Haplotype analysis was performed on sub-regions containing S1 and S2 with the majority of nominally associated SNPs included. S1 sub-region (53,297–53,312 kb, 0.043 LDUs) contained 16 SNPs (Table 2) and S2 sub-region (51,556–51,616 kb, 0.368 LDUs) contained 21 SNPs (Table 3). Haplotypes H1 and H3 at S1 and H5 at S2 appeared to be significantly associated with RA, with the first two haplotypes being almost complementary. Both H1 at S1 and H5 at S2 showed protective effects against RA.
Further analyses of S1 categorized all individuals into three groups, H1/H1, H1/H- and H-/H-, where H- is a haplotype other than H1. There was a significant association between haplotype pairs and disease status ( = 10.3, p = 0.006). An individual carrying H1/H1 had a lower risk of RA than those carrying H1/H- or H-/H-. The odds ratios (ORs) were 0.58 (95% CI: 0.37–0.92) and 0.85 (0.54–1.34) for an individual carrying H1/H1 or H1/H- compared to H-/H- haplotypes, respectively. We performed analyses conditional on whether an individual carried H1/H1. Interestingly, H5 appeared to be significant only in H1/H- or H-/H- carriers (χ2 = 7.647, p < 0.05), but not in H1/H1 carriers (χ2 = 1.509), indicating a possible interaction between the two haplotypes.
Genes and mRNA at the candidate regions
The UCSC genome browser (May 2004) was used to find genes and mRNAs within the 95% CI of loci S1 and S2. No known genes have been found nearby S1, but the area of the 95% CI for locus S1 contains four human mRNA (CR590917, AK021717, AK124558, and BC013134), two of which span the point estimate of S1. Therefore, this region might contain genes not yet identified. In addition, this area is highly conserved across species, implying functional importance of the genomic sequence. A known gene (AK127787) is within the 95% CI of S2, but is 10 kb away from its point estimate.
Region length and SNP density
Point estimates of S were identical for all region lengths centred at S1. The 95% CI was also relatively stable, with a slow increase with region length (Table 4). Enlarged region length compromised the significance levels, perhaps due to noise from distant SNPs, given that the informative SNPs were clustered in a rather small region. Computing time prolonged with increasing number of SNPs. Small region lengths, however, resulted in a heavy penalty for multiple testing. Four LDUs provided the most significant result for S1(P c = 30 × 0.0008 = 0.02, Table 4).
Our analysis of simulated data indicated that reduced SNP density decreased mapping accuracy, and SNP selection based on equal LD distance produced smaller location errors than that based on equal kilobase distance or tagging . Interestingly, among the three selection approaches for S1 region, Tagger selected the most number of SNPs while equal kilobase distance, the least number. SNPs selected by equal LDU distance generally provided the highest location accuracy (Table 5). Power was reduced with decreasing density, as indicated by the values of ΛA - ΛD (Table 5). Using the kilobase map resulted in higher location errors in most cases and lower ΛA - ΛD values, indicating reduced power in all circumstances compared with using the LD map (data not shown).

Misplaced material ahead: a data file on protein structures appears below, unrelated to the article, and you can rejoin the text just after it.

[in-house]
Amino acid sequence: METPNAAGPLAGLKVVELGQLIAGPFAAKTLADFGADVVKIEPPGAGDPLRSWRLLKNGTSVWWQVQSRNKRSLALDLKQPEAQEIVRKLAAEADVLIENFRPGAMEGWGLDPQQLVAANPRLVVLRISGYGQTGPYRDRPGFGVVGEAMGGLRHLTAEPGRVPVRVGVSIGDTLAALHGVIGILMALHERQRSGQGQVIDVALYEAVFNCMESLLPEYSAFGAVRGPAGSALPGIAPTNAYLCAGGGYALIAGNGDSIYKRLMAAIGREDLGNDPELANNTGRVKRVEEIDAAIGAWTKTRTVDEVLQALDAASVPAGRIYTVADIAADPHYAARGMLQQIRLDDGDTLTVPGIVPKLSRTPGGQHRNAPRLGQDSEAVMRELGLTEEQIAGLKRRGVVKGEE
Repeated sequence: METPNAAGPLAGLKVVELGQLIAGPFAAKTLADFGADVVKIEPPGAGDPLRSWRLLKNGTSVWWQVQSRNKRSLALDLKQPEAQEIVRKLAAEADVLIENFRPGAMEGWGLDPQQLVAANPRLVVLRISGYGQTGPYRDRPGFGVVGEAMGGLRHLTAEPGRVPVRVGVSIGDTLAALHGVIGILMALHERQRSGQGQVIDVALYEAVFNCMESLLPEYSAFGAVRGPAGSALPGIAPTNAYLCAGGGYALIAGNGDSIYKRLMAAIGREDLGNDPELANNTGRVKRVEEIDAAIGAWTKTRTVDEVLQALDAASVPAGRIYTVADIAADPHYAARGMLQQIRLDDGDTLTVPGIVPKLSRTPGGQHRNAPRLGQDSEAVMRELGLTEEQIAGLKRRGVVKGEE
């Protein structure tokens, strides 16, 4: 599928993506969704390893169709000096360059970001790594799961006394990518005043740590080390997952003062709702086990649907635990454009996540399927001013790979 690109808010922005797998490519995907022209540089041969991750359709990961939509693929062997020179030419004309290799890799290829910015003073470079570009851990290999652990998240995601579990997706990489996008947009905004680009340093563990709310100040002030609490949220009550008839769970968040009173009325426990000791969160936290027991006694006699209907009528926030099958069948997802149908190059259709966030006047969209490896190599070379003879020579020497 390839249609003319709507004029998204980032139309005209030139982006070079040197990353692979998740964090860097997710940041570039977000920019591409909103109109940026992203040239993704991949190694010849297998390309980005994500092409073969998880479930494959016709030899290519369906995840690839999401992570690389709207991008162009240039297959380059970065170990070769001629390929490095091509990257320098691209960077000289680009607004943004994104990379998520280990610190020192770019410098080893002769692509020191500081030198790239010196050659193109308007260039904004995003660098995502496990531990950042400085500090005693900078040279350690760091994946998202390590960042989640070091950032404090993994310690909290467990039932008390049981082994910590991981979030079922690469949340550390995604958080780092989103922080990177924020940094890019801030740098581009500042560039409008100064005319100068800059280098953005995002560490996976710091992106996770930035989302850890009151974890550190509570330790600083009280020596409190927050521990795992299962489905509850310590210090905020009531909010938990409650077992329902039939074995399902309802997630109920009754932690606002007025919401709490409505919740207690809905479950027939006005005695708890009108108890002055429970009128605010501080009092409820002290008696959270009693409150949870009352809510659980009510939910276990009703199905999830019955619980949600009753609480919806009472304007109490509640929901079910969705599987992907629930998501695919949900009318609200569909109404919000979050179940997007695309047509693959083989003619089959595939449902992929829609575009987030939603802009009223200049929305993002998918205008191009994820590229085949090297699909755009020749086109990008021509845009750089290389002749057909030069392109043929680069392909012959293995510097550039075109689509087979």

We reported a significant association between a region of 18q and RA. The estimated genomic location of the disease variant was at 53,306 kb. The Malecot model and composite likelihood approach has narrowed the possible disease locus to a 36-kb candidate region. A haplotype significantly associated with reduced risk of RA was identified in this region. DNA sequences between 53,295–53,331 kb of this region are highly conserved in vertebrates. A haplotype around 51,585 kb was also identified as reducing the risk of RA. Further sequencing or functional studies may be helpful to identify the disease variants. Reducing SNP density decreases power and location accuracy. We also conclude that SNP selection based on equal LD distance can maximally retain the prediction accuracy of the disease loci than that based on equal physical distance or SNP tagging.
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T-YK, WL, and CH were supported by the Ph.D. studentships funded by the Taiwan Ministry of Education, University of Southampton, and Shanghai Jiaotong University, respectively. WZ was supported by the Institute of Cancer Research, Sutton, Surrey, UK.
This article has been published as part of BMC Proceedings Volume 1 Supplement 1, 2007: Genetic Analysis Workshop 15: Gene Expression Analysis and Approaches to Detecting Multiple Functional Loci. The full contents of the supplement are available online at http://www.biomedcentral.com/1753-6561/1?issue=S1.
The author(s) declare that they have no competing interests.